NBA TV Postgame Interview with Joe Borgia — NBA SVP Replay and Referee Operations

NBA Senior Vice President, Replay and Referee Operations Joe Borgia spoke with NBA TV after Game 6 of the Eastern Conference Finals:

RICK KAMLA: Why are the officials allowed to review — you know the play with Kevin Love and Bismack Biyombo, allowed to that review that. There was an unusual step taken in this one in terms of points being taken off the board. Kindly explain that play for us, Joe.

JOE BORGIA: Sure, Rick. So on the play what happens is you have Biyombo goes up and he extends his elbow out, which catches Love. And from the position of the two referees, they’re sort of in a straight line. It’s like, Okay, did that elbow — how much contact did it make. We sort of teach officials, don’t guess on plays. The play happened, the ball goes in, and then the officials are like, Hold it, okay; we’re pretty sure he hit him with that elbow. So they came to the video review replay for a hostile act. And when you come over for a hostile act, you’re going to look at the play, you’re going to determine what the ruling is.

Listen, on this play, Biyombo has got that elbow extended, he comes around and he makes significant contact to Love’s face. So they elected to rule it a Flagrant Foul 1, and since it’s on an offensive player, you cannot have continuation. Therefore the basket cannot count when you have that flagrant foul during a basketball move.

RICK KAMLA: Joe, what was your read on another play earlier in this game tonight. Tristan Thompson got tangled up with Kyle Lowry under the hoop very early in the game, made contact with Lowry’s face with the left elbow. What was your read on that play?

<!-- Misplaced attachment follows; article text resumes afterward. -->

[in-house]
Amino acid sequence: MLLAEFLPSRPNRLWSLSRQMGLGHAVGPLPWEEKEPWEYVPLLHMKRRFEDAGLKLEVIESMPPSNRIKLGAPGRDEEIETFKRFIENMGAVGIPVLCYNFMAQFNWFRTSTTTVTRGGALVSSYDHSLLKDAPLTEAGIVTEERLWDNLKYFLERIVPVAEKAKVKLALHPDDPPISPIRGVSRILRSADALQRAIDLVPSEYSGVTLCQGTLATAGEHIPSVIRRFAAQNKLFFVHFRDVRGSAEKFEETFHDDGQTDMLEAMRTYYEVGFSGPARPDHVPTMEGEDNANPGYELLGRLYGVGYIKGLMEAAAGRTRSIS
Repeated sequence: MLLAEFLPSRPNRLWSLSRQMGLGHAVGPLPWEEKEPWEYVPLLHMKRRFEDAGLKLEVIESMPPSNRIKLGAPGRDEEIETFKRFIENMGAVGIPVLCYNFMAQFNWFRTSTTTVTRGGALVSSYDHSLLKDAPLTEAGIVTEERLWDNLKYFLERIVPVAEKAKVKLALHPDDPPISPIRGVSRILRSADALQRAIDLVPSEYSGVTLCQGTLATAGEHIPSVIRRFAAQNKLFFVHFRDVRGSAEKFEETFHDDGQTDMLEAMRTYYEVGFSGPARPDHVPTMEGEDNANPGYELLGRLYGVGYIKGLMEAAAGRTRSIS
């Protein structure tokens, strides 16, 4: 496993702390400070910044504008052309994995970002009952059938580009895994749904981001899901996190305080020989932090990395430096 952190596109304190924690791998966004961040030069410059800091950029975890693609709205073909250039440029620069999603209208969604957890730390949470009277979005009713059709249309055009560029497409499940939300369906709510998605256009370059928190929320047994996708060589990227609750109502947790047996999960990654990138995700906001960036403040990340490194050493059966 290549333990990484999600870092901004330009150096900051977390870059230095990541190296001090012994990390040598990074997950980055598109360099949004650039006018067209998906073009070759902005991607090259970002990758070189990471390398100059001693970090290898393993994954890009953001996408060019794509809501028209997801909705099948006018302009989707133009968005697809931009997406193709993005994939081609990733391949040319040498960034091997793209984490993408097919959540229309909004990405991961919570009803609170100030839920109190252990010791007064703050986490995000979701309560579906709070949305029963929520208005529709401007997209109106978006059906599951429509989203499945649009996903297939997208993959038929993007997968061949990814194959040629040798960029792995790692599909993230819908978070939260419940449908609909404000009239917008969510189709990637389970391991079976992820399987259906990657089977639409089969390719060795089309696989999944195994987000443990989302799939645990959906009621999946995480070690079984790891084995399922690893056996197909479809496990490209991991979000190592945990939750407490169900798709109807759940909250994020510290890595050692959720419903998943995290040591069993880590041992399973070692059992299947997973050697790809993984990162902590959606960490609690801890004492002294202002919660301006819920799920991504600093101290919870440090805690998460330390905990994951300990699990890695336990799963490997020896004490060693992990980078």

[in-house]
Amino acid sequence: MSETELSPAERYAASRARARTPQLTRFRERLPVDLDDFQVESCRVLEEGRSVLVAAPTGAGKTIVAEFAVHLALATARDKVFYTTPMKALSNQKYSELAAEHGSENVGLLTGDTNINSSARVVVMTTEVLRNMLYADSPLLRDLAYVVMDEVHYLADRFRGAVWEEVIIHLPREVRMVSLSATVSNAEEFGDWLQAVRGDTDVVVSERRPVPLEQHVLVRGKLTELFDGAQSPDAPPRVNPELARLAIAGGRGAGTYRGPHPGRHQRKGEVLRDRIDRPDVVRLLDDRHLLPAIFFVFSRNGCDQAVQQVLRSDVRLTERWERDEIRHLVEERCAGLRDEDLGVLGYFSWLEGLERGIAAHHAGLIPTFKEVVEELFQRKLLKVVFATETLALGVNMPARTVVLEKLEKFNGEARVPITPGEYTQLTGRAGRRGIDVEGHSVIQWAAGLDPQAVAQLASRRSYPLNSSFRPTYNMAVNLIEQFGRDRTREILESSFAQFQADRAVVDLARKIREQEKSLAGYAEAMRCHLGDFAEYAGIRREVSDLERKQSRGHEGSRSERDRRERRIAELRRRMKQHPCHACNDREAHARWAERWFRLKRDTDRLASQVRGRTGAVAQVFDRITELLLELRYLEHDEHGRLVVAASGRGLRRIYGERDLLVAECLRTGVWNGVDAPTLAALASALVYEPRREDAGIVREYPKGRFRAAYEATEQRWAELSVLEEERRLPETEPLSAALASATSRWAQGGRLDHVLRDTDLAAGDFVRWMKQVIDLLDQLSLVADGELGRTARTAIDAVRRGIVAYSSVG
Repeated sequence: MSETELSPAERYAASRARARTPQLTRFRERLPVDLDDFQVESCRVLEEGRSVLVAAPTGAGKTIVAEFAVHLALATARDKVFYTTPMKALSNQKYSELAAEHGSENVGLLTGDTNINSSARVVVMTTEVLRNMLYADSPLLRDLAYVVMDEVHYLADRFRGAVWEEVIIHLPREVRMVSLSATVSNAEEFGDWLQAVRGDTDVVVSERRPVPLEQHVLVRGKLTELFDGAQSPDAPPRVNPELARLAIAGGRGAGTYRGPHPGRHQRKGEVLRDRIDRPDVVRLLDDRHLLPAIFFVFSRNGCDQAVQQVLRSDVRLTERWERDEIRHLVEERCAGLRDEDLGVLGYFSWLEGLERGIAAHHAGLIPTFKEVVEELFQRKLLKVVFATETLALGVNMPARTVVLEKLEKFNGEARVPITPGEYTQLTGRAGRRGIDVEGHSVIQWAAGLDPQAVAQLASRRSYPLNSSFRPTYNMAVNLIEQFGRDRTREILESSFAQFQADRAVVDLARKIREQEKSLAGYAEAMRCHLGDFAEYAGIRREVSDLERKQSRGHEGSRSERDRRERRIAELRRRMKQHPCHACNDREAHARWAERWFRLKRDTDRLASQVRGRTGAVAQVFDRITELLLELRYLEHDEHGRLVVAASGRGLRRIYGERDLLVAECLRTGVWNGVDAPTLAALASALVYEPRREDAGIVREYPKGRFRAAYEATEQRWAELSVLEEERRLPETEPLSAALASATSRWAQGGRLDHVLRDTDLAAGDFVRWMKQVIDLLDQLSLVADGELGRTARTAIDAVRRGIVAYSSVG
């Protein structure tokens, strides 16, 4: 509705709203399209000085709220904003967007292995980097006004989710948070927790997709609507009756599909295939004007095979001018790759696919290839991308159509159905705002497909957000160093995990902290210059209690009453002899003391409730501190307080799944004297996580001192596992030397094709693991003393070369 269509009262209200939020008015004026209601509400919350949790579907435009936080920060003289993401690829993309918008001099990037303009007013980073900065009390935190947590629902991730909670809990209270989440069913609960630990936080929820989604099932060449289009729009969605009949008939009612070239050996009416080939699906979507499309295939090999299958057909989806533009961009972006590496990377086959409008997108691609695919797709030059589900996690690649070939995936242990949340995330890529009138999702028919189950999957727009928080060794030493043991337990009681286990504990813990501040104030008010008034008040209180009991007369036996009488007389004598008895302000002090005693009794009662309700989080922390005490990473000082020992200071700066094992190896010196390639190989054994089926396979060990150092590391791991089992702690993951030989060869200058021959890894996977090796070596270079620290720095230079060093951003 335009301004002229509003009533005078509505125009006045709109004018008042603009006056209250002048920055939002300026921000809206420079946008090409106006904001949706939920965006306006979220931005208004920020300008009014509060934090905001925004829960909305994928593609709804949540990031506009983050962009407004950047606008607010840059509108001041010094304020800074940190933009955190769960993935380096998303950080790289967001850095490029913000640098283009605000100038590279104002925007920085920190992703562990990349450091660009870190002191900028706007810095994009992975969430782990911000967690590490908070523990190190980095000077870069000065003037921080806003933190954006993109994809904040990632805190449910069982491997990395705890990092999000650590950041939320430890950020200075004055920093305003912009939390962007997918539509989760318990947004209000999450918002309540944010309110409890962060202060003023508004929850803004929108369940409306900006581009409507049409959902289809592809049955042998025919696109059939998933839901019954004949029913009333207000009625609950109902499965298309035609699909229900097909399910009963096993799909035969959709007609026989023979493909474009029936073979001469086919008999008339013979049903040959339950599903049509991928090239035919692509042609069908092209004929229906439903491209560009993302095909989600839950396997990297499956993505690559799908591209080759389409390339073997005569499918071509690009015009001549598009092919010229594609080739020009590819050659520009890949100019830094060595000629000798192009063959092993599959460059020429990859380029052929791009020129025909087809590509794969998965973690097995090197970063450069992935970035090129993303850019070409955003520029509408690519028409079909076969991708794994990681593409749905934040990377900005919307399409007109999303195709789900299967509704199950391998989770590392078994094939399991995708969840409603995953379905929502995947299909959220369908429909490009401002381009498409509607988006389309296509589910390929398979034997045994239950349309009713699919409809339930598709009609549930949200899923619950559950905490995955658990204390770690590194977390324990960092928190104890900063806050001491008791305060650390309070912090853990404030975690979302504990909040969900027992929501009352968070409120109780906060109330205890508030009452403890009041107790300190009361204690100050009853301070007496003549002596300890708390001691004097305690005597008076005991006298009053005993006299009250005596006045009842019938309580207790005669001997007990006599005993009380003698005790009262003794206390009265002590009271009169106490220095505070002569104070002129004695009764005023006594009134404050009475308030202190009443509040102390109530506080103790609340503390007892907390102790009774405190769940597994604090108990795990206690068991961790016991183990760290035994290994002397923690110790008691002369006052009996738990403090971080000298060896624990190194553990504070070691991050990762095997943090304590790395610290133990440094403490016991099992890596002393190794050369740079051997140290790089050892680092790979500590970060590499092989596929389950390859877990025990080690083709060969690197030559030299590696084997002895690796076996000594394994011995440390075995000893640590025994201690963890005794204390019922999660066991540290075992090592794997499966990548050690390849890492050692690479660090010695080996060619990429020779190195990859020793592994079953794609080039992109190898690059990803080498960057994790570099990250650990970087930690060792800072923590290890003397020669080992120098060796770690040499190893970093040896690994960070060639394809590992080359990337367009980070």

JOE BORGIA: I heard the announcers talk that that was very similar to the Biyombo to Love contact. Quite frankly, they weren’t even close to each other. It was an offensive foul, if anything. He doesn’t really swing that elbow. There is very little contact that may be enhanced. Now, something probably should have been called — the offensive foul was called. But what we had earlier in the series in Game 1, we actually had Love commit a flagrant foul against [Patrick] Patterson on a very similar play. So you watch the one here, watch Love, you see how he swings his arm around and makes flush, good, hard contact to Patterson’s face, and this play here was ruled a Flagrant 1. So when you compare the plays, the two Love plays, one where he gets it and one where he delivers the blow, are very similar. Both of those were ruled Flagrant 1s. The one earlier with Lowry, like I said, you didn’t have the big arm movement and you had some minor contact and an offensive foul was assessed on that one.